Creating Curved Furniture
Learn when it's best to saw, steam-bend, or laminate
Synopsis: Curves add life, flow, and energy to a piece of furniture; they also add technical challenges. Brian Boggs says a mastery of curves is vital for a chairmaker like him, but it’s also a valuable skill if you make casework and tables. Here is a guide to the three chief ways to get curved furniture parts—sawing, laminating, and steam-bending. Boggs lays out the characteristics of each approach, giving advice on which ones work best in each situation.
A straight line is a wasted opportunity. I love that quote from the furniture maker Jere Osgood, a wizard with curves. It’s been curves and their sculptural relationships that have kept me so enthusiastic about furniture design for more than three decades. Curves move and flow and add life to a piece. And, yes, they add technical challenges. A mastery of curves is vital for a chairmaker, but it is also a great boon for the maker of casework and tables.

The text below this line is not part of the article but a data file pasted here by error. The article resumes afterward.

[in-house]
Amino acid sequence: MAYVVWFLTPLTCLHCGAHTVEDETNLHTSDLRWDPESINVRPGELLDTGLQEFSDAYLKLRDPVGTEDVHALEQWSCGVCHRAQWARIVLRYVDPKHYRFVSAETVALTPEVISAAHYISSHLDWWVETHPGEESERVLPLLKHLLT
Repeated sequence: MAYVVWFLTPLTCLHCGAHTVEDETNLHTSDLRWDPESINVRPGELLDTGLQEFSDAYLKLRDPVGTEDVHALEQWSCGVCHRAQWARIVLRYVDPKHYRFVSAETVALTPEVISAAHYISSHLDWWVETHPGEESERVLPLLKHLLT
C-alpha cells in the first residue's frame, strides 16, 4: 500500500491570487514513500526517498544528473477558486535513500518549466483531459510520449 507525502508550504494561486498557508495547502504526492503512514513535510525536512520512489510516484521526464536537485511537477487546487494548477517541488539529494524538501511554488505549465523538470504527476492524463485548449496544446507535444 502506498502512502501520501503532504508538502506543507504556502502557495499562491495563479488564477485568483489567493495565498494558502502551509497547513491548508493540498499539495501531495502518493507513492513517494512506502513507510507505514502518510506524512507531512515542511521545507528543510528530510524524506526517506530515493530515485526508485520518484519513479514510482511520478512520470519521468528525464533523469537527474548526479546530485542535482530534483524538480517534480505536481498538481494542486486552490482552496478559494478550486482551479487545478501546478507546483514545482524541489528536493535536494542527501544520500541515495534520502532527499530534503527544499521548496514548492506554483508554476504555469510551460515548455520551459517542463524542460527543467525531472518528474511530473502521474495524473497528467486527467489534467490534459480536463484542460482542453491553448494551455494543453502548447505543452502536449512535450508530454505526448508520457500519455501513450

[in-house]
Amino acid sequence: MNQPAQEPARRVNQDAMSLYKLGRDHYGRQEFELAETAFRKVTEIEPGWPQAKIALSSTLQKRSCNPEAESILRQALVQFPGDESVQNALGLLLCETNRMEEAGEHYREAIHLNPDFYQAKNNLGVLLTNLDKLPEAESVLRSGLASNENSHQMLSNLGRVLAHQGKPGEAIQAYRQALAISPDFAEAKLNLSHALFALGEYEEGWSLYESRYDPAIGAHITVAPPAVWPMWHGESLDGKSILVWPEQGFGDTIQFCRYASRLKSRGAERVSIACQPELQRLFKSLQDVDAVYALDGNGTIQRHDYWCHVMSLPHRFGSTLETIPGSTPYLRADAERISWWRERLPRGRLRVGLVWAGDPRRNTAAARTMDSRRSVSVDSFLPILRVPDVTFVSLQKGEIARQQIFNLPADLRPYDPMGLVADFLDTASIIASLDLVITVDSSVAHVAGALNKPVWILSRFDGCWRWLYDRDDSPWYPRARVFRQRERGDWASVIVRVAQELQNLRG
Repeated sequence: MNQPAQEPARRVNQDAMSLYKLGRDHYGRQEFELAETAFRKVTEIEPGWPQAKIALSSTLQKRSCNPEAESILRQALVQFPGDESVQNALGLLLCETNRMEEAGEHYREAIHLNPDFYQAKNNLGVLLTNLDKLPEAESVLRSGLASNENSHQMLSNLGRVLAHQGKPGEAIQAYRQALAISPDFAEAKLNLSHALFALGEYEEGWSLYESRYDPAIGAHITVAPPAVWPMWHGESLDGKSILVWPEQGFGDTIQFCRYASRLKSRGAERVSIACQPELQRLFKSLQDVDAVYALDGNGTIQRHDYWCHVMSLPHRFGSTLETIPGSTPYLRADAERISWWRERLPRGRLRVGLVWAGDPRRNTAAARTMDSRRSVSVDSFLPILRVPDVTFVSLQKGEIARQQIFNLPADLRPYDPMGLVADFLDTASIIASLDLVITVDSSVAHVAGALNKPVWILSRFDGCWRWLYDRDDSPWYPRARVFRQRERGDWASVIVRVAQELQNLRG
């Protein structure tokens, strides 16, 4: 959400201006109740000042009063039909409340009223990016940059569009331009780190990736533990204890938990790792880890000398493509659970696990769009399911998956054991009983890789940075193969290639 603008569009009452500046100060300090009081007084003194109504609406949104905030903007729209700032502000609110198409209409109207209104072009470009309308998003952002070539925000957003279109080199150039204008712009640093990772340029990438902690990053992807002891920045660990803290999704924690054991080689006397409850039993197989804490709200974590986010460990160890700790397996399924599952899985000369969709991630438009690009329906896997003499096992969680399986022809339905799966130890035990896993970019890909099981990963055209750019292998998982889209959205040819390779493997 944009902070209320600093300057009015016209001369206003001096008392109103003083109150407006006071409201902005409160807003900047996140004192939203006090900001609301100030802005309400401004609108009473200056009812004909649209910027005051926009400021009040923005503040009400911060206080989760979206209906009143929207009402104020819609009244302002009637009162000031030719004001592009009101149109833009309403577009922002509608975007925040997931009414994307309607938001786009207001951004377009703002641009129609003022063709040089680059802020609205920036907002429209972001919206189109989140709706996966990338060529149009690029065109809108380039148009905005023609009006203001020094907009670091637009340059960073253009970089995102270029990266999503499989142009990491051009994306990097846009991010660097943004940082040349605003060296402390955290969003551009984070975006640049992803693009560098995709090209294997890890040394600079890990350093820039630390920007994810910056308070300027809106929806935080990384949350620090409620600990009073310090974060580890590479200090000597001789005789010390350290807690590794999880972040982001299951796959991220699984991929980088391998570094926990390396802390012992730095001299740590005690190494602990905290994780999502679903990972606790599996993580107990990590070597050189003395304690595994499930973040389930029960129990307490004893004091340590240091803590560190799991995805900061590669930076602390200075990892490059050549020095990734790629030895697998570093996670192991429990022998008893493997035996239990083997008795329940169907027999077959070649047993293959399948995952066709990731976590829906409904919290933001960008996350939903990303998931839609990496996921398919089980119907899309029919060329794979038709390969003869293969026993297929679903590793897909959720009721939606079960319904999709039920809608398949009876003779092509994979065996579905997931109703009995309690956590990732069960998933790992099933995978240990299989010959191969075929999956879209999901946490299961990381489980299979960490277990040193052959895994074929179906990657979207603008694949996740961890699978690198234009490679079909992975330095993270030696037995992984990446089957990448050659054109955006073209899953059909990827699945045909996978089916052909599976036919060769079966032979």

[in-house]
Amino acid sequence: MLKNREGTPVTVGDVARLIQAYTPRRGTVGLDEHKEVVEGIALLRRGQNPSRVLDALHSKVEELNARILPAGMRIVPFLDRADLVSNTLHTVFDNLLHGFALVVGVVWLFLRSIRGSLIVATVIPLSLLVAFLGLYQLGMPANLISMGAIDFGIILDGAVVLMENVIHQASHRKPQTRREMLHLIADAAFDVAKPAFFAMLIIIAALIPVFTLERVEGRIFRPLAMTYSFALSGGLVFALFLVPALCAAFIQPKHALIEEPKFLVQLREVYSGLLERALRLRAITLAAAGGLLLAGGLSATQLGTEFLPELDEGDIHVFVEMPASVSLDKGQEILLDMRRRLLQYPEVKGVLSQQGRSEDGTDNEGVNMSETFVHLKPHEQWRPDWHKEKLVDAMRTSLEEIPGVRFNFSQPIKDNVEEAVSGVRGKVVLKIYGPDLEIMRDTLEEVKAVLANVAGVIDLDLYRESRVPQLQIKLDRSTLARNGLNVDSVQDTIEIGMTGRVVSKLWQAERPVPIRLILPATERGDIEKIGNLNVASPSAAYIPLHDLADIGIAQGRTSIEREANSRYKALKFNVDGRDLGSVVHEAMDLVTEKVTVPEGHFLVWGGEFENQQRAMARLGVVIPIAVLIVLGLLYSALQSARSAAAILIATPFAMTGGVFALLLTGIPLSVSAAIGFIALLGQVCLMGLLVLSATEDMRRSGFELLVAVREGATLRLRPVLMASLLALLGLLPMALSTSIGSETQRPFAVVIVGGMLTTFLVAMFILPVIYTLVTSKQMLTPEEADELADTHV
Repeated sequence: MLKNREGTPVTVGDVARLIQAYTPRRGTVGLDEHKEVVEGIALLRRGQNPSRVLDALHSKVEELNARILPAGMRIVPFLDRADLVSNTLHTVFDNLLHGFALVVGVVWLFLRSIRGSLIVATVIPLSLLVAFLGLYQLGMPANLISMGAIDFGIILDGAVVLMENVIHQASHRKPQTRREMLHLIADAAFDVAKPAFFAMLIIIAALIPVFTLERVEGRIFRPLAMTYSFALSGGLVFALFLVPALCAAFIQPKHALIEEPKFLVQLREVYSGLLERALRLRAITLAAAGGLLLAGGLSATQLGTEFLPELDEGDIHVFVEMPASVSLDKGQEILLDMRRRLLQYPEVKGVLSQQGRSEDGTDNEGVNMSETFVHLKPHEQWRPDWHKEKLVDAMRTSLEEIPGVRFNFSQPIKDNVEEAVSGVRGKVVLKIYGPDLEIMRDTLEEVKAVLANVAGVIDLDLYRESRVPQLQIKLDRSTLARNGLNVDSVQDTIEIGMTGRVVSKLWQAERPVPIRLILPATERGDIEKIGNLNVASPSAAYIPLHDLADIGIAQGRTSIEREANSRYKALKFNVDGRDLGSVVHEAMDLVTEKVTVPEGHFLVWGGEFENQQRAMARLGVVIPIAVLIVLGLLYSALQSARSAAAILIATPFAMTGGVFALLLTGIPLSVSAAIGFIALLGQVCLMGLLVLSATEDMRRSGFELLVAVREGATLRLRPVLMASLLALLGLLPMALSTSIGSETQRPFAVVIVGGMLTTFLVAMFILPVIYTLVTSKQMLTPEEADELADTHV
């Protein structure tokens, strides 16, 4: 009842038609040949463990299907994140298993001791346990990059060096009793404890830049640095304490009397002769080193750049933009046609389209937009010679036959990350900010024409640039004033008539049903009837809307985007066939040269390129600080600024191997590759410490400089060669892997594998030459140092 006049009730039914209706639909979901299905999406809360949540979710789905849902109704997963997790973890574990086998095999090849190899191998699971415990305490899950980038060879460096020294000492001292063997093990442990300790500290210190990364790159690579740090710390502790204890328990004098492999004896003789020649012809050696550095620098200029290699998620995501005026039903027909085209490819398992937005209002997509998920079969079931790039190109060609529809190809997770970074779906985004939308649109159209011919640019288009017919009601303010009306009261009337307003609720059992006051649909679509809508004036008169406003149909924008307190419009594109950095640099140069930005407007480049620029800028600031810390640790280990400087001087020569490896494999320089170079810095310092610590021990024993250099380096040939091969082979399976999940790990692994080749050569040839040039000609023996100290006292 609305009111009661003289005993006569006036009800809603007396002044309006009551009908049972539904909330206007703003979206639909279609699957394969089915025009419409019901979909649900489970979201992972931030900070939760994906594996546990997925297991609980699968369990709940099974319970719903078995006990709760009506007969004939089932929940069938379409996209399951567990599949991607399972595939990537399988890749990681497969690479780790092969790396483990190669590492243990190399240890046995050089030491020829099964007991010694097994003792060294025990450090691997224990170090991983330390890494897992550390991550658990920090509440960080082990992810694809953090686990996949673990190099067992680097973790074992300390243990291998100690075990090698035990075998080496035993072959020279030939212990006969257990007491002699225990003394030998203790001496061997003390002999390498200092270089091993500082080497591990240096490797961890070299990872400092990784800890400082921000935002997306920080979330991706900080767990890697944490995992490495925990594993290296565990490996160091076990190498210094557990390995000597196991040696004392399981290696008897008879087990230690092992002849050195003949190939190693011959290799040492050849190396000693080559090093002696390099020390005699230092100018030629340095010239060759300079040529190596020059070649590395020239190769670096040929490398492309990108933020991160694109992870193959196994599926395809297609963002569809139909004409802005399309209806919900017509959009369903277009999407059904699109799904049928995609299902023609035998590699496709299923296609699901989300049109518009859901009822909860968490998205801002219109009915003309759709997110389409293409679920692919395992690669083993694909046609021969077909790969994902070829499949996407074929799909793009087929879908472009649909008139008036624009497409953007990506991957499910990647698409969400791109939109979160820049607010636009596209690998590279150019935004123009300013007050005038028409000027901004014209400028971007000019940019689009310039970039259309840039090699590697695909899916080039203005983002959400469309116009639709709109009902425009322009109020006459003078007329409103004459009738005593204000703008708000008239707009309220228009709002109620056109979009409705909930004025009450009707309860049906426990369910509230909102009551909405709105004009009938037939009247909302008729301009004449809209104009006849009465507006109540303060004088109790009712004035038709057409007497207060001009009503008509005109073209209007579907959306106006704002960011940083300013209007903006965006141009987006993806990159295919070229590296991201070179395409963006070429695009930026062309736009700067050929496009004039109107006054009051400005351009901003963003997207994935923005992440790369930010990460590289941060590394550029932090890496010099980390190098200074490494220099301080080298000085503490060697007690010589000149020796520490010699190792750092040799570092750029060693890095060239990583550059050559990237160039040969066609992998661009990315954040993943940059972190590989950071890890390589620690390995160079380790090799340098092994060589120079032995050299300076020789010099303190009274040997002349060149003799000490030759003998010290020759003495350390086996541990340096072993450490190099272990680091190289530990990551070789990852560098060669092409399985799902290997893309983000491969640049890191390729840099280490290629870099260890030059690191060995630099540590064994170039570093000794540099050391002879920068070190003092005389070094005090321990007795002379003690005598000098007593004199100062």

There are three chief ways to get the curve you want: sawing, laminating, and steam-bending. Each of these methods has an important place in my designs. Sometimes all three are called for in a single chair. Understanding the benefits and limitations of each method and knowing which one to use in each new situation will give you the freedom to bring all sorts of curves into your work.
Here, I’ll lay out the characteristics of each approach to bending—the factors that make one method just right for producing a certain curve but all wrong for producing another one. In addition to weighing the factors I describe, you’ll want to consider the variables particular to your situation: questions of space, tools, time, and the number of duplicate parts you’re making. These factors will also guide your decisions about how to achieve a curve.
Sawing is the starting place. Even if you’ve mastered steam-bending and lamination, sawing will often be the default choice for producing a curve in wood. It is the simplest and quickest method, and it requires the least setup. It allows you to make limitless shapes and, unlike steam-bending and lamination, it lets you create different curves on opposing sides of a workpiece. It also enables you to create curves in stock of virtually any thickness—you’re limited only by the capacity of the saw you use.
The bandsaw is the primary tool for sawing curves. Depending on the situation and on your tool kit, of course, you might sometimes use a scrollsaw, a saber saw, or a jigsaw instead. But the bandsaw is the workhorse of sawn curves.
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